As a young boy, Charles Romeo Smith sang in his church choir and the school choir at St Leonard’s Boys. But any sign that he was interested in getting involved in the entertainment business was met with strong disapproval from his grandmother who raised him.
Despite this, he held deep admiration for the top local and regional performers of the day, including the Mighty Sparrow and Lord Kitchener.
He also counts Gabby, Trinidad’s Chalkdust and Antigua’s King Obstinate among his calypso idols.
“I always had a love for calypso, hearing the guys like Sparrow, and Lord Kitchener way back yon. . . . They would come to Barbados, and I was living in Eagle Hall . . . and I would get a chance to mix with those calypsonians of status,” he told Barbados TODAY.
After his grandmother’s passing in 1963, when he was 16, he decided to pursue his talents on the stage. He entered his first competition that year, in what was then called the Summer Festival, placing second to Sir Don with a song called Scavengers, in praise of the sanitation workers at the time.
Romeo also performed on the hotel circuit, thanks to Oliver Lord Radio Broomes.
“He took me under his wing and I worked the hotel circuit in places like Miramar, Sam Lord’s Castle, Paradise – those were the big hotels and he had about three bands on the circuit, so I would work in one of them,” he recalled.
Romeo was also a founding member of one of the first calypso tents, teaming up with fellow calypsonians Sir Don and the Mighty Viper to form Calypso Enterprises.
“At that time, we didn’t have a fixed place; we were like calypso nomads. We had to travel and carry the calypso to various parishes and various dancehalls,” he said, recalling that they would take the show to the town and country. “And that is how it began to grow.”
Calypso Enterprises was later renamed the Battleground Tent, when the founding members handed over the reins to Anthony Gabby Carter.
Romeo’s first win was in 1973 with A Land so Dear. He won his first Pic-O-de-Crop competition in 1981 with Brother Fuzzy and Gem Gone. It was one of his proudest moments, Romeo said, as Barbados hosted the Caribbean Festival of Arts (CARIFESTA) that year and, as Pic-O-de-Crop winner, he got to perform on stage with the Mighty Sparrow and other noted calypsonians.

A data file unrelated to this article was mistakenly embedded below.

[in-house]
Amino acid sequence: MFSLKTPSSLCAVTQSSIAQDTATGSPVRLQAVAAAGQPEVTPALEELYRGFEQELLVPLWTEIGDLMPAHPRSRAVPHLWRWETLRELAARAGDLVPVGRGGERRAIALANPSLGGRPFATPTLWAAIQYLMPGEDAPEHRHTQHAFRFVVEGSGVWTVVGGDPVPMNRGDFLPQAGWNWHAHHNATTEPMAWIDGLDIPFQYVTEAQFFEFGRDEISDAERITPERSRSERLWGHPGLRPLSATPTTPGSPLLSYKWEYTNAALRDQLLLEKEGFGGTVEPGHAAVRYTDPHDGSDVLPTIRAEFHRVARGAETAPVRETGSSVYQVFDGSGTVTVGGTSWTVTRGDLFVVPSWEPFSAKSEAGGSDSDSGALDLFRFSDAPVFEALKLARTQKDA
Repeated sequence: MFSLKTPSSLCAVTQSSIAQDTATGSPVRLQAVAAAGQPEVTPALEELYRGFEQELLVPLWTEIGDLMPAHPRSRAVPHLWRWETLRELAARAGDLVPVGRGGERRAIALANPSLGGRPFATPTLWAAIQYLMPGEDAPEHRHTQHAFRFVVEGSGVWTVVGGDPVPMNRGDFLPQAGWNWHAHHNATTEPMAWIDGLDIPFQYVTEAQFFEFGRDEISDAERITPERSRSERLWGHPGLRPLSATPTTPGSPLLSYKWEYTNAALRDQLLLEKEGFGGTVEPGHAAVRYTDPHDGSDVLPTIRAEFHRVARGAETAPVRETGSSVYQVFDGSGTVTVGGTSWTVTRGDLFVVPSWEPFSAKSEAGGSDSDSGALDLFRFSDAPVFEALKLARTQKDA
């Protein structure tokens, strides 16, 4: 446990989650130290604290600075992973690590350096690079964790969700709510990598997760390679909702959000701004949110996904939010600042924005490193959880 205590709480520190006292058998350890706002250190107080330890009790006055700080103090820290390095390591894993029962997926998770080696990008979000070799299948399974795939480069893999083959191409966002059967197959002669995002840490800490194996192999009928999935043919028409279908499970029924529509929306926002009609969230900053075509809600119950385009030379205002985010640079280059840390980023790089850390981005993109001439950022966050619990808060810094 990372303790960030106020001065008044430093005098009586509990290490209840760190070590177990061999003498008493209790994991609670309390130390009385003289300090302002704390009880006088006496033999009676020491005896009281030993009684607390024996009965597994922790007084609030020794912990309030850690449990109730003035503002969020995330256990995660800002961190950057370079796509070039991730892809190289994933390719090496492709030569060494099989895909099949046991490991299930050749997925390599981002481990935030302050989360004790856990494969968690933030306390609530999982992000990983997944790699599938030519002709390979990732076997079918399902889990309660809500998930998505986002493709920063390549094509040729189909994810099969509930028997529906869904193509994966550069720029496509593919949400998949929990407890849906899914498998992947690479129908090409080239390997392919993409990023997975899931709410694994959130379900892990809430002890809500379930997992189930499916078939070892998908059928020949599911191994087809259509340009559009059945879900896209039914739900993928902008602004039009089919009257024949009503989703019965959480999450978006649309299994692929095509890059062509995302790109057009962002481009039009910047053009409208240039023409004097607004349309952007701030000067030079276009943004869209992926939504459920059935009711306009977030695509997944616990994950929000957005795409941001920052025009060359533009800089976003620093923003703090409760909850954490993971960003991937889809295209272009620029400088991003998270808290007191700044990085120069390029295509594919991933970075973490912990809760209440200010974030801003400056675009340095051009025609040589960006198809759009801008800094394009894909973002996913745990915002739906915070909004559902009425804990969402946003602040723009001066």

The following year, however, Romeo was dethroned by a newcomer.
“1982 was the year that Red Plastic Bag (RPB) came on the scene . . . so I’m defending my crown and this guy Red Plastic Bag came from St Philip. He didn’t only beat me, he beat everybody in Battleground! And from then there was no stopping Red Plastic Bag,” Romeo said.
Following RPB’s entry on the scene, calypsonians began to get some more recognition and better compensation for their talents.
“When I won I got $2 000; and the fee in the tents, you sing a night and you get about $40. But now, calypsonians are treated better,” he noted.
Romeo remained a fixture on the calypso stage for several years, but in 2005, at age 57, a severe illness forced him off the stage.
“I spent something like 92 days in the hospital – 11 days in the MICU [Medical Intensive Care Unit] with the doctors just not knowing what was wrong with me. After three MRIs, they placed something in the system and they discovered I had inflammation in my spine. I had the spinal surgery . . . and they removed the inflammation. But then I developed blood clots and I didn’t regain my balance.”
He thanks his medical team and his wife of 46 years, Cecily, for getting him back on the road to recovery.
“After the surgery, my wife moved into the hospital, got permission and she got involved in patient care, and she was my nurse. And she spent 81 days in the hospital with me without coming into this house. And I cried.
“If it was the other way [around], I would make sure that my wife had the best of everything . . . but I couldn’t live in the hospital and not be a patient. And she did that for me. And if I had any doubts it’s then I knew this was someone sincere,” he said.
Romeo has not allowed the challenges of his illness to dampen his spirits, and while he no longer performs he continues to follow the art form. Today, he is proud of the development of calypso over the past decades.
“I see calypso like the cricket. Whereas cricket is the collective noun, but there are different areas of cricket, you get the batsmen, you get the bowler, you get the wicketkeeper but they’re all cricketers. So, in calypso now you get the Road March guys, you get the soca guys, you get the social commentators. I am a social commentator but we are all calypsonians.
“One time calypso was just a little rum shop thing, I’m not ashamed to tell you that. Sparrow sang about it. Your daughter couldn’t be seen talking to a calypsonian, because he was a little rum shop boy and scarcely recognized. But I always knew . . . that it would be respected someday,” he said. (MCW)